0
votes
2answers
51 views

How hot particles can get [duplicate]

One way in which an object is affected by temperature rise is that the wavelength of the radiation it emits is gets smaller and smaller. Another way of looking at it is that as an object gets hotter, ...
5
votes
3answers
781 views

Didn't we mess up with the temperature?

The following passage has been extracted from the book "The Feynman Lectures on Physics-Vol l": The mean kinetic energy is a property only of the "temperature." Being a property of the ...
6
votes
3answers
610 views

How is temperature related to color?

I spent some time studying about temperatures and color of objects. It turns out that as we heat something it turns to red, then yellowish white and if we heat it more it turns to bluish-white. Like ...
2
votes
1answer
68 views

How does temperature affect an electrical current

Synopsis I have read an interesting article J. Halderman et al. "Lest we remember: cold boot attacks on encryption keys" in computer science regarding cold booting. The paper discusses how the use ...
5
votes
1answer
114 views

Is temperature discrete

Because an object's temperature is inversely proportional to the wavelength of blackbody radiation which it emits, physicists have theorized the existence of Planck temperature at around $1.4×10^{32}$ ...
2
votes
0answers
22 views

Quantum computing records (storage times)

Long storage times for qubits will be integral in the construction of a scalable quantum computer. This leads me to ask the current state of affairs in our ability to store qubits. Namely, what is the ...
0
votes
1answer
113 views

Semiconductors: why the mass action law is not valid for very low temperatures?

I thought that it was valid for very low temperatures since for it to be valid I think that it is necessary to be in the non-degeneracy condition, which requires $E_G >> k_B T$ (with $E_G$ being ...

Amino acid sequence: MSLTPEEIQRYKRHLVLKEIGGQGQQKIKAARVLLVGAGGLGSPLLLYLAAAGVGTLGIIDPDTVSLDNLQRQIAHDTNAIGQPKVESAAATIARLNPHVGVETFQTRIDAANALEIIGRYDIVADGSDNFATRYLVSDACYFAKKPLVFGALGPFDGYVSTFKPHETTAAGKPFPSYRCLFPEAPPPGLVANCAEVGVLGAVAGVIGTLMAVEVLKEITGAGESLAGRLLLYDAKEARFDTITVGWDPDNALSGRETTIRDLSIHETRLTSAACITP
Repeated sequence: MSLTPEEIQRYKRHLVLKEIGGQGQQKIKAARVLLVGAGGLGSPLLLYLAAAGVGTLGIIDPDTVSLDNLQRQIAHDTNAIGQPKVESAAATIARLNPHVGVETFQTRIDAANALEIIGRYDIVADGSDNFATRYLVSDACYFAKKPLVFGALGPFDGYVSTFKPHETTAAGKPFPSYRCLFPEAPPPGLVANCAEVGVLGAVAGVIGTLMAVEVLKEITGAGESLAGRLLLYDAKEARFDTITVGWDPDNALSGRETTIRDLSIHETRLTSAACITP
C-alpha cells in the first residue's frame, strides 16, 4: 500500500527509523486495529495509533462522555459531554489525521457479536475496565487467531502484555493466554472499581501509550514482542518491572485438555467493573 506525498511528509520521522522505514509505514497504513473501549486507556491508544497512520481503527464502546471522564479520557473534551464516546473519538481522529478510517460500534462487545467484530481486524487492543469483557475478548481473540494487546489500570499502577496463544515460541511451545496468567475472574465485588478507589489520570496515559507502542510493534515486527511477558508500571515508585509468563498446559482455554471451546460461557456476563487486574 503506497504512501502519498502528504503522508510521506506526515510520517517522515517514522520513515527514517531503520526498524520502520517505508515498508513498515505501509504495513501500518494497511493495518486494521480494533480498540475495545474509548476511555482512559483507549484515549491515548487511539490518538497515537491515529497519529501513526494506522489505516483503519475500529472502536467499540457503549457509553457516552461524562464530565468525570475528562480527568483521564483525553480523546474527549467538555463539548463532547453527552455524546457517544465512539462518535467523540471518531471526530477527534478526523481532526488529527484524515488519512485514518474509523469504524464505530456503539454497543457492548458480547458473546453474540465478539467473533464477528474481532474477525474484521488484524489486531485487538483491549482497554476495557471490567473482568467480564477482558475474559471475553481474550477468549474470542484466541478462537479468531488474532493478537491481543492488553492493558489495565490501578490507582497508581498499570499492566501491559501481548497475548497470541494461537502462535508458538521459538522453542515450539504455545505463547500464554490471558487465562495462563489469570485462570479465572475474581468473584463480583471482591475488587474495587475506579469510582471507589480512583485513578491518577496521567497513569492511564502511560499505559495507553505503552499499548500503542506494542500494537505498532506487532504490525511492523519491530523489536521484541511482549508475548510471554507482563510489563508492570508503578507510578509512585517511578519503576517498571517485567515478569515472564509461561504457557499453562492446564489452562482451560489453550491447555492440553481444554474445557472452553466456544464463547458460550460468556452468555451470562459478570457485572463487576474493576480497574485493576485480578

1
vote
1answer
183 views

What is the temperature of a quantum particle in a box?

Some simple examples in textbooks include simple 1D systems such as particle in an infinite potential well or in harmonic oscillator potential. It is also said that at absolute temperature of the ...
15
votes
5answers
2k views

Why isn't absolute $0 K$ temperature possible?

So $T$ is defined as $$T = \left(\frac{\partial E}{\partial S}\right)$$ and $S$ is defined as $$S = k_B \ln \Omega$$ where $\Omega$ is the number of accessible states of the system for a given ...
-1
votes
1answer
63 views

Heisenberg's uncertainty and $0 K$ temperature

when a body is subjected to $0 K$ temperature, it becomes rigid. hence if we see in terms of quantum the lattice vibration decreases, resulting in no change in the direction of the Random velocity, ...
2
votes
1answer
182 views

How do the energy eigenvalues of rotational degrees of freedom in statistical mechanics come about?

I want to understand the hierarchy different degrees of freedom of a mechanical system. Specifically, I want to understand which subsystems equibrilate faster and why. This question comes up: Why ...
5
votes
7answers
2k views

Is it theoretically possible to reach 0 kelvin?

I'm having a discussion with someone. I said that it is -even theoretically- impossible to reach 0K, because that would imply that all molecules in the substance would stand perfectly still. He said ...
4
votes
2answers
452 views

Glass melting at near absolute zero?

I read this report and summarise here but my question is - if quantum mechanics will make glass melt at temperatures near absolute zero and it is near absolute zero then wouldn't this be a huge issue ...